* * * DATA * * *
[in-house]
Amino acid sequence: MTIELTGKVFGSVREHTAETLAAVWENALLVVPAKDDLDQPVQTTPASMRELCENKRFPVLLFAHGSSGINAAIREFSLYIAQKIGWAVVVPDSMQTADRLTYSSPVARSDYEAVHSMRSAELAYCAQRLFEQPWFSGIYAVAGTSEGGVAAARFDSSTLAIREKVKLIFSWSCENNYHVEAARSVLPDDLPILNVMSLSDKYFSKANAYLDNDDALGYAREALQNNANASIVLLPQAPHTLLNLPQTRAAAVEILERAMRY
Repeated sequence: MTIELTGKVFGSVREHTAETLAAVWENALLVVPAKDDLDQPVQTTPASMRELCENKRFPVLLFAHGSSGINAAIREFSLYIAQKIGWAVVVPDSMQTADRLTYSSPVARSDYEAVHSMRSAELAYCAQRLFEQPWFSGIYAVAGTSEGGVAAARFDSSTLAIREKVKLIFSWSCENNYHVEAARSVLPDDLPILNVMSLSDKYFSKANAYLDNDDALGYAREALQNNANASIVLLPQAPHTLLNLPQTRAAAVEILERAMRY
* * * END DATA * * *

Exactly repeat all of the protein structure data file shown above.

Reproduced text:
[in-house]
Amino acid sequence: MTIELTGKVFGSVREHTAETLAAVWENALLVVPAKDDLDQPVQTTPASMRELCENKRFPVLLFAHGSSGINAAIREFSLYIAQKIGWAVVVPDSMQTADRLTYSSPVARSDYEAVHSMRSAELAYCAQRLFEQPWFSGIYAVAGTSEGGVAAARFDSSTLAIREKVKLIFSWSCENNYHVEAARSVLPDDLPILNVMSLSDKYFSKANAYLDNDDALGYAREALQNNANASIVLLPQAPHTLLNLPQTRAAAVEILERAMRY
Repeated sequence: MTIELTGKVFGSVREHTAETLAAVWENALLVVPAKDDLDQPVQTTPASMRELCENKRFPVLLFAHGSSGINAAIREFSLYIAQKIGWAVVVPDSMQTADRLTYSSPVARSDYEAVHSMRSAELAYCAQRLFEQPWFSGIYAVAGTSEGGVAAARFDSSTLAIREKVKLIFSWSCENNYHVEAARSVLPDDLPILNVMSLSDKYFSKANAYLDNDDALGYAREALQNNANASIVLLPQAPHTLLNLPQTRAAAVEILERAMRY